A grass roots movement is growing in Berkeley, California to stop the sale of the beautiful Downtown Post Office. Tuesday afternoon over a hundred citizens gathered on the steps of the historic 1914 building.
In between songs written for the rally, UC Berkeley Geography Professor Gray Brechin spoke of the charismatic building and how it served as a model for the thousand or so post offices that were built during the New Deal. Post Office buildings were intended to inspire and remind each of us of our government’s commitment to the general welfare. The Berkeley Post office has two New Deal works of art. Even though the building is listed on the National Register of Historic Places, the U.S. Post Office has announced its intention to sell the landmark 1914 building.
Dr. Brechin put this sale of our patrimony in perspective:
If that sale (of the Berkeley Downtown Post Office) goes through as planned, it will be only the latest instance of an accelerating heist from the public domain as the USPS Board of Governors and Congress incrementally unravel America’s 237-year old postal system.Nationwide the Postal Service is being advised on the sale of its often valuable and irreplaceable properties by real estate giant CB Richard Ellis. Interesting fact: the Chairman of CBRE is Richard Blum, a regent of the University of California and husband to California Senator Dianne Feinstein.
The plan this evening was to petition the Berkeley City Council to go on record against the sale. But the City Council re-scheduled the meeting to next week. The talk is that Mayor Tom Bates received an advisory letter from the United States Post Office in mid-June. Instead of filing a protest within the 15-day filing period, Bates sat on the letter. Mayor Bates writes that his concern is preserving the appearance of the building but not the function and that the City of Berkeley will work…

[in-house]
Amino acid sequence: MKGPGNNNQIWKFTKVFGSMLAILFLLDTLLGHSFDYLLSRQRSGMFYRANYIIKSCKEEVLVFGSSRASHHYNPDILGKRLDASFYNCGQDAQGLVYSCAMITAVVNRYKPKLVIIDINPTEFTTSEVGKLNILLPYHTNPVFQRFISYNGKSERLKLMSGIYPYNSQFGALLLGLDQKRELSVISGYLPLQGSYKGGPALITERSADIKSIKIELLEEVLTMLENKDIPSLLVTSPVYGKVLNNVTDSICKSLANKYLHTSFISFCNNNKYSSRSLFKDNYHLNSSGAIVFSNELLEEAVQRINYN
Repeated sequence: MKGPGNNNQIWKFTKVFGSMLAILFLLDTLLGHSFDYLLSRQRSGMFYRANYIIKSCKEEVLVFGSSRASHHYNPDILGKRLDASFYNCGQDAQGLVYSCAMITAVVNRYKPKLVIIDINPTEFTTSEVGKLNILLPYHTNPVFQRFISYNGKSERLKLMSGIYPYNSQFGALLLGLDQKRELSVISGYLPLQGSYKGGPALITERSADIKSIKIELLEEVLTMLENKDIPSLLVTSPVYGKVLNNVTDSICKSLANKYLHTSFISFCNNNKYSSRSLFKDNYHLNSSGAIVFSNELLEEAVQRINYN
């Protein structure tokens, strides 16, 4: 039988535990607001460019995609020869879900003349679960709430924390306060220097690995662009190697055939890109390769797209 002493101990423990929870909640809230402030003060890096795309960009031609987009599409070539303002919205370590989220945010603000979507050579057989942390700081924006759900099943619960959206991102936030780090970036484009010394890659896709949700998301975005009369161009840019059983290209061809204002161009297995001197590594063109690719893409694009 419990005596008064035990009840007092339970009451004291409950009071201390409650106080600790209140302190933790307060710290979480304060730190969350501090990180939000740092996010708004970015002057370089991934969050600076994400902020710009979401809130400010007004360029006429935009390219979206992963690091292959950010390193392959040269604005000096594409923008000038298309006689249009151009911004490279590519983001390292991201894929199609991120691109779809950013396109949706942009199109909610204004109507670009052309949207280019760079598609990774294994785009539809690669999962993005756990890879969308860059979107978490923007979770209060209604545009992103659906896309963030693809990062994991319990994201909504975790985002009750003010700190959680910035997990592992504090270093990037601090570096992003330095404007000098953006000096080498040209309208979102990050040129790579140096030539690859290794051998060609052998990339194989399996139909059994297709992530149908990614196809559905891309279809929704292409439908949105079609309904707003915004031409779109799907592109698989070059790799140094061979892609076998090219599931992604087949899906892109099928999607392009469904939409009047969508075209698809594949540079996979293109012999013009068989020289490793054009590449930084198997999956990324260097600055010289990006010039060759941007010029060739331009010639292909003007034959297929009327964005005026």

with the Postal Service…in the sales process…(to) develop… the sale covenants needed to safeguard the interior and exterior of this lovely building. …I also want to make sure that the public is guaranteed access to the interior of the building and especially to the 1936 mural that depicts figures from California’s Spanish and pioneer history.The best use of this building is as a post office, not as a pizzeria or coffee shop or sports apparel store. Much of the financial crisis of the Postal Service is manufactured. Jim Hightower analyzes the Postal Service financial crisis:
The City of Berkeley is committed to working with the United States Postal Service to make this transition as smooth as possible while maintaining our historic building.
The Post Office is not broke--and it hasn't taken any of our tax money since 1971.